Statement by Permanent Representative Vassily Nebenzia at Security Council briefing "Threats to international peace and security caused by terrorist acts"
We thank Mr.Voronkov and Ms.Coninsx for providing detailed analysis of the situation in the area of countering ISIL. We support the activity of mechanisms that you lead. We thank our longtime friend Mr.Moradian for his meaningful and emotional, yet sobering and highly relevant statement.
What is in the spotlight of global attention today is the situation in Afghanistan. When speaking of counterterrorism, we surely cannot bypass the state of affairs in that country.
It might seem that since the tragic events of 11 September 2001, for 20 years on end Afghanistan has been packed with US and NATO troops, instructors and advisers, who were deployed to pursue one officially proclaimed goal – fight against terrorism and training of Afghan national security forces to get them ready for such fight. All this took immense human and financial resources.
So what are the results of this help and presence? Once the foreign aid has left, the twenty years’ worth of efforts reduced to a zero. Everything faded into obscurity. No one wanted or was able to fight for the values and interests that foreign powers had been disseminating.
Has Afghanistan ceased to be the place where terrorist and drug-related threat comes from? No, it has not! However this is something the new Afghan authorities and the country’s neighbors will have to deal with. Once Western contingents were gone, Afghans found themselves faced with even a greater pile of problems.
We would like to underscore that the Russian Federation will interact only with those political forces in Afghanistan that will not be connected to terrorists, first of all ISIL and Al-Qaida and their affiliated groups. We trust that all Afghan sides will refrain from using violence and promote peaceful settlement.
Thanks to consistent efforts of Russian and Syrian military, the potential of terrorist organizations that are active in Syria has been significantly reduced over the recent years, first of all that of ISIL. At the same time, separate terrorist cells still remain active and pose a considerable threat.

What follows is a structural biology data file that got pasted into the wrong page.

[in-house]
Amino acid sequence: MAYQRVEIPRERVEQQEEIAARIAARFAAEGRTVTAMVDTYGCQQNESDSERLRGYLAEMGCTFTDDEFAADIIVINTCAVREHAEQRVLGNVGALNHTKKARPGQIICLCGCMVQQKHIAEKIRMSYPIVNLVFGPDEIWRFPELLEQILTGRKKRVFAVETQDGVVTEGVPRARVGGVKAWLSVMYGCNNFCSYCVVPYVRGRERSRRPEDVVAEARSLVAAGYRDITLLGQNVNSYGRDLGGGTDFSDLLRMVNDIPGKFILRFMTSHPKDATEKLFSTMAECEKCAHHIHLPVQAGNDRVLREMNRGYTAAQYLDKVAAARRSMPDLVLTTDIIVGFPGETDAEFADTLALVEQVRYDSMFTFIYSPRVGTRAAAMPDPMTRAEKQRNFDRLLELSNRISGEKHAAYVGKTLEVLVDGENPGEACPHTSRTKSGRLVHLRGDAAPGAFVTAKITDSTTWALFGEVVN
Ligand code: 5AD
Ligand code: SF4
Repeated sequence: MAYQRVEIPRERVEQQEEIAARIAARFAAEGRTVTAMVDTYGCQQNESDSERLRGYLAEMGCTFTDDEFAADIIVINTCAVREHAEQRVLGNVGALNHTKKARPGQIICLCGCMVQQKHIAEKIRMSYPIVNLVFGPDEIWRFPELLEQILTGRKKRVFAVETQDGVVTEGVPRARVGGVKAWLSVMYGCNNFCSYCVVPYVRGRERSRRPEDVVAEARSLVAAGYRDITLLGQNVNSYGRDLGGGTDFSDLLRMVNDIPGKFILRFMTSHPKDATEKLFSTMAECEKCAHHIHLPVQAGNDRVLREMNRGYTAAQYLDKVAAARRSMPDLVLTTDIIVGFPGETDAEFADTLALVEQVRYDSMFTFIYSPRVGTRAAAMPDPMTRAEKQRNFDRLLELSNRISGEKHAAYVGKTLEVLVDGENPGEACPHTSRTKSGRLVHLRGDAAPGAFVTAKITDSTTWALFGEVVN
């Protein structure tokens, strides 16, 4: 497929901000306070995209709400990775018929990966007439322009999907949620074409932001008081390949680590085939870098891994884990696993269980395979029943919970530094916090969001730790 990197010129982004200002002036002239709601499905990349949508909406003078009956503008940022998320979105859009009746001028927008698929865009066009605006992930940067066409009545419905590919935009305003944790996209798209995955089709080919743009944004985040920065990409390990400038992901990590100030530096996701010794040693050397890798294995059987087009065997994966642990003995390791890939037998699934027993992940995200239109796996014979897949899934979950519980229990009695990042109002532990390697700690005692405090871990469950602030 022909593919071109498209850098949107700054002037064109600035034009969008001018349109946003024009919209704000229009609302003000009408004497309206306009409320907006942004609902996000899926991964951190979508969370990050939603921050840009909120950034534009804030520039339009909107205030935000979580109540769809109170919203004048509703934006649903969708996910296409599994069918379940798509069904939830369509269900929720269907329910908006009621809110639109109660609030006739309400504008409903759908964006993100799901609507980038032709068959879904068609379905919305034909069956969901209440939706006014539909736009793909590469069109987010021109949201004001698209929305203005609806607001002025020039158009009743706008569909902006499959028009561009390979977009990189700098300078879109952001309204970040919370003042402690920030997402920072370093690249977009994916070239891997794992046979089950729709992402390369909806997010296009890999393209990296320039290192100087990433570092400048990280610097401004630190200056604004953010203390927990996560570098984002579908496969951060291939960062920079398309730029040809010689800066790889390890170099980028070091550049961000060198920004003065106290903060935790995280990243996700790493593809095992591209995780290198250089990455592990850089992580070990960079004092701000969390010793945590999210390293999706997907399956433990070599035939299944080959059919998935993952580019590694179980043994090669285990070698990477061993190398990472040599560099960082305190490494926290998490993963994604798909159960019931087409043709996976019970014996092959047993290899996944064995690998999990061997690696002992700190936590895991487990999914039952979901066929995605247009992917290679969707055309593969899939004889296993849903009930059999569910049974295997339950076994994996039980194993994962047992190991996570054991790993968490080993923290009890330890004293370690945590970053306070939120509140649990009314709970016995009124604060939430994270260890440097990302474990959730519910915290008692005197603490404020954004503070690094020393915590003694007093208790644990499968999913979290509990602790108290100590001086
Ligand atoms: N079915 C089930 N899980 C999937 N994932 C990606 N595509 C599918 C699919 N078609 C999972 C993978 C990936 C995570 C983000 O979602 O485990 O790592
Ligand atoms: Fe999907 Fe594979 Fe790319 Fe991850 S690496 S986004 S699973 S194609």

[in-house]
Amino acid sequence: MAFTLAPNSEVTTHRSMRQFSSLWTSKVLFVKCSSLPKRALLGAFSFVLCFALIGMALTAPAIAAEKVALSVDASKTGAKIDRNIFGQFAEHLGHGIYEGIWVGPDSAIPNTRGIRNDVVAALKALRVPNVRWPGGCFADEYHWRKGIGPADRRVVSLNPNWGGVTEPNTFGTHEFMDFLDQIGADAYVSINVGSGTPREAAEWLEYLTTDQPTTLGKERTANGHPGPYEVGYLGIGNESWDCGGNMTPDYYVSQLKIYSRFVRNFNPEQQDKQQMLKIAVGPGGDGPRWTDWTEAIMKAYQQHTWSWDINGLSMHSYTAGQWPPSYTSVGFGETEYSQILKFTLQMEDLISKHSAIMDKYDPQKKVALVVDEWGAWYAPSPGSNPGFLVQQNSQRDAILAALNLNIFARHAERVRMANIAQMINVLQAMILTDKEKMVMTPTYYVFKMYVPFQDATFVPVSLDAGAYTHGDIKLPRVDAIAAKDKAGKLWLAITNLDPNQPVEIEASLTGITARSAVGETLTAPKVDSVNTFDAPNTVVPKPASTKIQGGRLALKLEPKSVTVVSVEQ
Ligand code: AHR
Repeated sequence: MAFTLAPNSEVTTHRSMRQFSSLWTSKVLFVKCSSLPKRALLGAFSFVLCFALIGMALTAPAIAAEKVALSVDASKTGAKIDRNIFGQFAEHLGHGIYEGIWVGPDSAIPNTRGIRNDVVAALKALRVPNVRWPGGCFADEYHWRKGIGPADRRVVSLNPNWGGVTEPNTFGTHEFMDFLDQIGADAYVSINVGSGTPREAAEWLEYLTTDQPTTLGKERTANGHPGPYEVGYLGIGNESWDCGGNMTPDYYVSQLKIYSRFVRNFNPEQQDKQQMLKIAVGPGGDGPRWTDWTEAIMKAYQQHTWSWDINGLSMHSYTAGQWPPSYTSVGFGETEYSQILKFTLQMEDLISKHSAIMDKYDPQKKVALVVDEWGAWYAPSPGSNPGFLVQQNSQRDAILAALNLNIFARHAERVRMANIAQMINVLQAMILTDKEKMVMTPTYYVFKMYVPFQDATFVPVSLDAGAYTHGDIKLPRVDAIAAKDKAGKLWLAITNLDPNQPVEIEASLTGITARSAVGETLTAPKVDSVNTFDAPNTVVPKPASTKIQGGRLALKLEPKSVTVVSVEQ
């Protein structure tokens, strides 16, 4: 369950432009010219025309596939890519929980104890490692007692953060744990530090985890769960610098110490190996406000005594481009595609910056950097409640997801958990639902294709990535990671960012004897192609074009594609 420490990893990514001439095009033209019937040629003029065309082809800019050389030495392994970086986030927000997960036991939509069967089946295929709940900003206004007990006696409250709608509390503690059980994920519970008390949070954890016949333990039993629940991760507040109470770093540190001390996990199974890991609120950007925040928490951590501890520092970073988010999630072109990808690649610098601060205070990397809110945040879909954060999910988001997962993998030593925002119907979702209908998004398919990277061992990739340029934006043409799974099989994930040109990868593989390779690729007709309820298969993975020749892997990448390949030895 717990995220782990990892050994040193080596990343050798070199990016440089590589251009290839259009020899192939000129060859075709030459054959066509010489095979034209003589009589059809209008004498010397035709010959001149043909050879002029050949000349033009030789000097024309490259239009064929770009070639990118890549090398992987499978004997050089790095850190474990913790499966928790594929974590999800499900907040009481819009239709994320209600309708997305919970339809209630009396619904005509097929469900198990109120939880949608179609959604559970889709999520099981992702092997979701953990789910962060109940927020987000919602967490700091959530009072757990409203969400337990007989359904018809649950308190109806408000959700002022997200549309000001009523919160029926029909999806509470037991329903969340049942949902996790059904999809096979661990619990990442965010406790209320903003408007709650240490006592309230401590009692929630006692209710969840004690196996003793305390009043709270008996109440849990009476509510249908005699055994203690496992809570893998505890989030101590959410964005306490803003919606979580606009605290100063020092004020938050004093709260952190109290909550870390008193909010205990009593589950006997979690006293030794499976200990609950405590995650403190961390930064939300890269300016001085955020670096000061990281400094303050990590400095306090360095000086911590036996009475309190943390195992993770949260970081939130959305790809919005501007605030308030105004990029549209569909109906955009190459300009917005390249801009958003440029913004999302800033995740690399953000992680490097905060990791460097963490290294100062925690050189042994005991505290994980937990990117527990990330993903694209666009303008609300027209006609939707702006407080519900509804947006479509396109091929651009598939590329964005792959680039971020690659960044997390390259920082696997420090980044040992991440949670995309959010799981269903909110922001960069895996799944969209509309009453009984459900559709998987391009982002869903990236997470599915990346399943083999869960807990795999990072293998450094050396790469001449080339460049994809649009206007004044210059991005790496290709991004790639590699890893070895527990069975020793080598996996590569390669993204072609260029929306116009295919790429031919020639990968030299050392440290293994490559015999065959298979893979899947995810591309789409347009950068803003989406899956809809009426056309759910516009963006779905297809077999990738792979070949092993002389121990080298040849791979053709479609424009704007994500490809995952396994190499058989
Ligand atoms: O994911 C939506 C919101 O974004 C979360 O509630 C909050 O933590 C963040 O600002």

The most numerous terrorist group is 'Hayat Tahrir al-Sham' that evolved from “Jabhat al-Nusra”. By various estimates, HTS has from 10 to 15 thousand people. What complicates the fight against this terrorist organization is the attempts of some stakeholders to present it as some sort of political opposition.
Another terrorist organization that is a source of danger in the region is 'Hurras al-Din', which is a Syrian branch of Al-Qaida. Its estimated capacity is 3.5 to 5 thousand people, half of which are foreign terrorist fighters (FTFs).
On our part, we continue rendering the required assistance to the Syrian authorities to help them counter terrorism.
The situation evolving in other regions of the world also raises our concern. ISIL is expanding its influence on the African continent. Their regional branches are receiving more autonomy, especially in West Africa and the Sahel, East and Central Africa.
Once again, we would like to make clear the Russian position regarding the return of FTFs.
We stand for ensuring inevitability of punishment for crimes related to terrorism and conjugation of global efforts for this purpose. Under the international obligations, the FTFs that are involved in terrorist activity must be repatriated to their countries of origin to be held to account commensurately to the gravity of their committed offense. Otherwise those individuals must be brought before the court in the country where they committed a crime to be prosecuted under the national law of that state. It is the interaction with legal authorities of states where fighters are situated that will be key to resolving many problems related to FTFs and their family members.
Recently we have witnessed active spread of ISIL terrorist ideology among children in cyberspace. We call on member states to engage in prevention activities and work to achieve de-radicalization among this very vulnerable group.
We cannot leave without attention the human rights aspects of combating terrorism. Mere rhetoric in support of human rights and gender aspects is not enough – the international community needs tangible results.
Again, we have to raise the issue of functioning of the Guantanamo prison. It has been many times that we heard US high-ranking officials proclaim an intention to shut down this facility that is famed for keeping people without charge or trial, using torture, inhuman and degrading treatment.
We trust that Western states will consistently observe their international legal obligations, safeguarded, in particular, by the Refugee Convention, Convention against Torture, and other fundamental international agreements. These obligations become even more important against the backdrop of mass exodus of people from conflict zones.
Fight against terrorism is our common task, and we call for cooperation.